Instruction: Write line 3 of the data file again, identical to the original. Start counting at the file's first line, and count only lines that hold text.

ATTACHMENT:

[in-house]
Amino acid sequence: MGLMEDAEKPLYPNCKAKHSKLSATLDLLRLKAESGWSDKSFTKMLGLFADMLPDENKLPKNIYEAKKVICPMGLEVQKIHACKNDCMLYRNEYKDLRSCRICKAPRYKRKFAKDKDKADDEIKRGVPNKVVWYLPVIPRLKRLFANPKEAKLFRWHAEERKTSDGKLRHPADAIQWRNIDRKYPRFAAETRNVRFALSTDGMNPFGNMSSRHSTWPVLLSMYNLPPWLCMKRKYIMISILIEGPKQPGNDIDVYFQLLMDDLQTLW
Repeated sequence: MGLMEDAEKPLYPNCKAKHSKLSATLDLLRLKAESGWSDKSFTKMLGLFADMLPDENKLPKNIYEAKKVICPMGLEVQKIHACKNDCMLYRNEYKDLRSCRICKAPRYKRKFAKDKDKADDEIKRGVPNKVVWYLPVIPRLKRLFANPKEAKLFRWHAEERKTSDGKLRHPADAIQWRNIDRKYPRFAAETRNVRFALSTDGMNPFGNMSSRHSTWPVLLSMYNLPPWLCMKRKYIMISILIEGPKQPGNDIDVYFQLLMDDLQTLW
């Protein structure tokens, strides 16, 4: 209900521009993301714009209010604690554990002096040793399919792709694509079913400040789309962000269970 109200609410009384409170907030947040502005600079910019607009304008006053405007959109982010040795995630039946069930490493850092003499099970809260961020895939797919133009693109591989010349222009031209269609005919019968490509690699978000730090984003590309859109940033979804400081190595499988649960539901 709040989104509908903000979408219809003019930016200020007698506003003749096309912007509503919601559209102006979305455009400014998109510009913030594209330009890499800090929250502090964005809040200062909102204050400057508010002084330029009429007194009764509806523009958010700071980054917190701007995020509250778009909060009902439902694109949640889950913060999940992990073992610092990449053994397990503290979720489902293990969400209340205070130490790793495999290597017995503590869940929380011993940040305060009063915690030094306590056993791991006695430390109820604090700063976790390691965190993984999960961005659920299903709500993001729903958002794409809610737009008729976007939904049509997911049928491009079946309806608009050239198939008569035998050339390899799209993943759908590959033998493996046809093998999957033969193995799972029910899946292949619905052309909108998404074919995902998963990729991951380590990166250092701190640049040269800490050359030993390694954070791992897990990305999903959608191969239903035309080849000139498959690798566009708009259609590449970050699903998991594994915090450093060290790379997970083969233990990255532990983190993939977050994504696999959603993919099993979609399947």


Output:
Repeated sequence: MGLMEDAEKPLYPNCKAKHSKLSATLDLLRLKAESGWSDKSFTKMLGLFADMLPDENKLPKNIYEAKKVICPMGLEVQKIHACKNDCMLYRNEYKDLRSCRICKAPRYKRKFAKDKDKADDEIKRGVPNKVVWYLPVIPRLKRLFANPKEAKLFRWHAEERKTSDGKLRHPADAIQWRNIDRKYPRFAAETRNVRFALSTDGMNPFGNMSSRHSTWPVLLSMYNLPPWLCMKRKYIMISILIEGPKQPGNDIDVYFQLLMDDLQTLW